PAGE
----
I’d like to welcome author, Helen Osterman, to my blog this week.
Helen Osterman lives in Homer Glen, a suburb of Chicago. She has five children and nine grandchildren.
She received a Bachelor of Nursing degree from Mercy Hospital-St. Xavier College and later earned a Master’s Degree from Northern Illinois University. Throughout her forty-five year nursing career, she wrote articles for both nursing and medical journals.
She is the author of the Emma Winberry Mystery Series:
The Accidental Sleuth, 2007, The Stranger in the Opera House,2009, The Elusive Relation,2011 Emma Winberry and the Evil Eye, 2012.
Locked Within, an Emma Winberry Mystery, July, 2013.
Notes in a Mirror, a paranormal/historical, 2009.
Song of the Rails, a love story, 2011.
Maker’s Mark, a cozy mystery. 2012
She is a member of American Association of University Women, Mystery Writers of America, and Sisters in Crime and The Authors’ Guild.
Emma Winberry is a supernumerary, extra, for the Midwest Opera Company. Her friend, Delia Armanetti sings in the chorus. Delia confides to Emma that she has misgivings about her son’s quick marriage. Emma has a sixth sense and her Guardian Angel tells her something is amiss.
Delia has a stroke during the rehearsal. Emma meets the daughter-in-law, June at the hospital. She is resentful of Emma’s concern. Emma’s suspicions ratchet up. Is she being overprotective of her friend? Or does June have a secret agenda − one that could spell trouble for Delia and danger for Emma.
From Michael Palmer, MD
Locked Within is a simply wonderful story written by an author who clearly knows our craft.
I had a great time with this book and recommend it to any reader who enjoys clever plotting and vivid characters.
Osterman is a nurse who understands what it means to care and be cared for. Her writing is scalpel sharp and much more intelligent than some of the cozies I have read.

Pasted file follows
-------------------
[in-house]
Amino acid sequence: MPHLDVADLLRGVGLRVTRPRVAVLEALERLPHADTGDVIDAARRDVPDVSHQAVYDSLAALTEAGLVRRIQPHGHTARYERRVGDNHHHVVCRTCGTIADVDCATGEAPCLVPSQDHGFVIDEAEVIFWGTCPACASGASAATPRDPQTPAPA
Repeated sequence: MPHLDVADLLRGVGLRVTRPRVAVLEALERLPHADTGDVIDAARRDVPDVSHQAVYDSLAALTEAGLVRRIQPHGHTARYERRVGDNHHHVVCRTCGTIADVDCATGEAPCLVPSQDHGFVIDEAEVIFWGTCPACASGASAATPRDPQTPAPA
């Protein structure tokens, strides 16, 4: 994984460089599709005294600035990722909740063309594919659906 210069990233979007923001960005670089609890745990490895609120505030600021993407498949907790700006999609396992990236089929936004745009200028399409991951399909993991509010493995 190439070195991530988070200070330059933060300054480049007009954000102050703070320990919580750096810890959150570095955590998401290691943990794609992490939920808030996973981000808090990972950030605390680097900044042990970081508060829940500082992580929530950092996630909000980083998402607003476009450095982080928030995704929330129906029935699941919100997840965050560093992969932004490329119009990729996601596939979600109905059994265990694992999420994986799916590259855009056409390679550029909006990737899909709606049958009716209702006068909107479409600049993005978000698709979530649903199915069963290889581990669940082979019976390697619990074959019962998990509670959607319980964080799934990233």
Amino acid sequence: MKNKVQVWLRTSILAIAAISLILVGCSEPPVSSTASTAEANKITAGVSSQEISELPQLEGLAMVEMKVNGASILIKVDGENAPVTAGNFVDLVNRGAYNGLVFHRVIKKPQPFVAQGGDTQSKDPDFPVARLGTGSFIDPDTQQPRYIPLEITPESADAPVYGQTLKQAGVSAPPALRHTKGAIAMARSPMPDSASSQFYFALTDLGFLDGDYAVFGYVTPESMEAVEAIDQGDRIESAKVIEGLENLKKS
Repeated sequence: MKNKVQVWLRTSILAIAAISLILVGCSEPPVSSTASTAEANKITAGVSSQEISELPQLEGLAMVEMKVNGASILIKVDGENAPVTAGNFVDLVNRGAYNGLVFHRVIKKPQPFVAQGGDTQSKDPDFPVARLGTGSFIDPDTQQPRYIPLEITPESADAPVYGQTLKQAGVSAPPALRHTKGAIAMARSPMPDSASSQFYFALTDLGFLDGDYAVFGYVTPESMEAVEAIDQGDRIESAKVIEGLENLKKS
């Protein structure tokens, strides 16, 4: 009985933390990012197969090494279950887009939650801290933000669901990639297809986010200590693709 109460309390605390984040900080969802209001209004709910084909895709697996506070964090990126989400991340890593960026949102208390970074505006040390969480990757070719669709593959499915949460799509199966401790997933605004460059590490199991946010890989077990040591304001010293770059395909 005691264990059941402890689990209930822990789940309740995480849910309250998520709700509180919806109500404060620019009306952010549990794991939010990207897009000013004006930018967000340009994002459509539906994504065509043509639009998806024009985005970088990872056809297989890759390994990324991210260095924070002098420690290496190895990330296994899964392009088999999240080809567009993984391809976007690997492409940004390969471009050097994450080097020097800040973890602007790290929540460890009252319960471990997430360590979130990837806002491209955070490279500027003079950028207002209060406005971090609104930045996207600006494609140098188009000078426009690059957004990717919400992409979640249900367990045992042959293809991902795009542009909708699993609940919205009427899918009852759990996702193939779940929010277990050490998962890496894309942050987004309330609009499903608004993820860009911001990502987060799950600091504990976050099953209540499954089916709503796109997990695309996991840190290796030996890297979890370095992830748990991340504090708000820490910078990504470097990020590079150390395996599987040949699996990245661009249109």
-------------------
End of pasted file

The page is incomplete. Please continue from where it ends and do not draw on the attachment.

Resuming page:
Locked Within is fun and fascinating. Fans of my books will have a great time with it. Praise for Locked Within.
Bravo, Helen Osterman!
Michael Palmer, MD
New York Times Winning Author: Political Suicide
Here is an excerpt from Locked Within
Mike Armanetti sat with his arms on the table, his head hanging down.
“What’s the matter, baby?” June asked kissing him on the neck. “I’m here, remember?” Her long nails slid carefully down his shoulders.
He let out a sigh. “I know I’ve been neglecting you, Honey, but I’m so worried about my mother.”
“She’s in good hands at that hospital and I visit whenever I can.” She let the corners of her mouth pull down in an expression of concern.
“I know and I appreciate it,” he said sliding his arm around her and patting her backside. “The doctor said they’ll be transferring her to the rehab section soon. He said she’s making some progress but not as much as she should.”
He looked at his wife and thought for a moment. “When they discharge her, I’m thinking of having her move in here, with us.”
June’s eyes opened wide. “With us?” She swallowed hard then sucked in her lower lip.
“Don’t worry. It won’t be for a long time yet, but I want you to know that I intend to take care of my mother, even if I have to hire someone. She worked hard putting me through school and I won’t desert her now. Understand?” His expression indicated that the subject was not up for discussion.
She forced herself to smile, kissed him on the cheek, and walked out of the room.
* * *
June sat in a chair in the living room looking out over the pristine yard. A man was mowing the lawn, another trimming the edges. She clenched her fists. Married less than two months and now I have to contend with a sick old lady. She remembered how she had to kick and scratch for everything when she was a kid. All the mistakes she made had cost her dearly. Now she had a chance at a real life, but this was not what she had bargained for. Mike promised her nice vacations, clothes, dinners in up-scale restaurants. She had no intention of playing nursemaid to his mother. The woman didn’t like her from the very beginning.
She got up and stretched. It was too soon to concern herself with such things. Maybe Mother D. wouldn’t ever recover enough to come home. He could always put her in a nursing home. But he would want only the best for his precious mother and that would cost a lot of money. She bounced her fists on the windowsill. She would figure something out, kill the old lady with kindness. For now, she would go shopping. She opened a pack of cigarettes, lit one, and took a deep drag. As the nicotine entered her blood stream, she felt instant gratification. She took another drag and another as she walked to the car.
* * *